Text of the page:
Study of Internet reading behavior

Subject: Study of Internet reading behavior
From: "Rowena Hart" <rowena -at- vocalscape -dot- com>
To: "TECHWR-L" <techwr-l -at- lists -dot- raycomm -dot- com>
Date: Tue, 13 Mar 2001 12:55:03 -0800

A Stanford University study on Internet
news reading behavior was quoted in a
posting to a usability listserve that I
subscribe to. I thought this list might
also be interested in the study data
and findings.

About the Stanford Poynter Project
(quoted from the site):

"Two years ago Stanford University and
The Poynter Institute researchers began
collaborating to learn how frequent
Internet news readers went about
perusing news online.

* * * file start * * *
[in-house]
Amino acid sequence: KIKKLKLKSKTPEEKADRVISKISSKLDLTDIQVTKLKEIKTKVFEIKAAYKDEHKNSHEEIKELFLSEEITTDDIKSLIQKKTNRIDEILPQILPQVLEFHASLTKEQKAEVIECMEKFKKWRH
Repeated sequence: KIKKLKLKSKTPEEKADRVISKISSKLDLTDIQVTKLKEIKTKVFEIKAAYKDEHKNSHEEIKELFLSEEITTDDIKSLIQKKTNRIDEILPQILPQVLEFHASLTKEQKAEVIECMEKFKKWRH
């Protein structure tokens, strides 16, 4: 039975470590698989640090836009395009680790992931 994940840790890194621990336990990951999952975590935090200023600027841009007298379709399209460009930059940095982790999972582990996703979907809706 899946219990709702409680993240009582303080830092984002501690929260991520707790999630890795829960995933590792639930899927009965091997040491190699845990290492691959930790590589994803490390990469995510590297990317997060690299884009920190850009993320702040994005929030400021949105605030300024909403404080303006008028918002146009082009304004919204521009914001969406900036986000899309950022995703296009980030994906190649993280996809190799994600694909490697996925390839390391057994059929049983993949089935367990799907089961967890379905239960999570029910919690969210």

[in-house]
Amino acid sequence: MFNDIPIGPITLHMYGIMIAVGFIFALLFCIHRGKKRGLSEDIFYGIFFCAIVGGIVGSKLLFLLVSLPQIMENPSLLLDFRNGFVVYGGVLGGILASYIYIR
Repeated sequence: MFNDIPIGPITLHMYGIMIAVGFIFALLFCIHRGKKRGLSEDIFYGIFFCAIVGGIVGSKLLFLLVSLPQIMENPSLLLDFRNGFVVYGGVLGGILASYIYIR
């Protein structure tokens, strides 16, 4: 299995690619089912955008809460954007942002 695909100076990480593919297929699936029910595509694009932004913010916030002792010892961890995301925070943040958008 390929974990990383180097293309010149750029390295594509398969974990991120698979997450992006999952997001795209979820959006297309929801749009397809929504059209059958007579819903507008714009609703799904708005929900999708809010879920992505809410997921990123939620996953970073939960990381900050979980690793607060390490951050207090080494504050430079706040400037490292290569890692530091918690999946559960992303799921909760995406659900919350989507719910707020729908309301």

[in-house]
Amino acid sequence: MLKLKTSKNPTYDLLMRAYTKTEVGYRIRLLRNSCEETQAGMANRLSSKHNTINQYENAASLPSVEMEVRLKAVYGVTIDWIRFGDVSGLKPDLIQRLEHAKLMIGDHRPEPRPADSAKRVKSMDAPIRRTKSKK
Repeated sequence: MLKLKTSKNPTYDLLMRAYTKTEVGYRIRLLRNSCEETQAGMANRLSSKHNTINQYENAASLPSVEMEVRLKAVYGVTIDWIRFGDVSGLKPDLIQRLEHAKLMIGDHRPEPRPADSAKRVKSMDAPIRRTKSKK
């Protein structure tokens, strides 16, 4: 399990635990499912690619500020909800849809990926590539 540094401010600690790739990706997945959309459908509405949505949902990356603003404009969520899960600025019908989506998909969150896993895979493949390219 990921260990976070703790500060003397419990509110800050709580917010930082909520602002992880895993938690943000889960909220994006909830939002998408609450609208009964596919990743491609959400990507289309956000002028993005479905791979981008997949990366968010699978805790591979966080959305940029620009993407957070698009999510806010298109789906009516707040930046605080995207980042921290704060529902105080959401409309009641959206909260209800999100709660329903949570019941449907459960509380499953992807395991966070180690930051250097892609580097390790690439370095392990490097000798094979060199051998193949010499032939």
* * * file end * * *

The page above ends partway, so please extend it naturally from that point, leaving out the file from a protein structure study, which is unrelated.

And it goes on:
Key to the research would be tracking eye
movement. Eyetracking tells us more
precisely what the eyes take in than do
survey questions that depend on recall.
Exactly where do Internet news readers go
to catch their news? Which stories do
they read, which skim, which ignore? Do
they read only headlines and briefs, or
full articles? If they hyperlink to a
related story, do they return to the
original site?

Learning the answers to questions such as
these would, we hoped, begin to give us
clues to Internet news reading behavior
that could subsequently be correlated with
civic action."


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IPCC 01, the IEEE International Professional Communication Conference,
October 24-27, 2001 at historic La Fonda in Santa Fe, New Mexico, USA.

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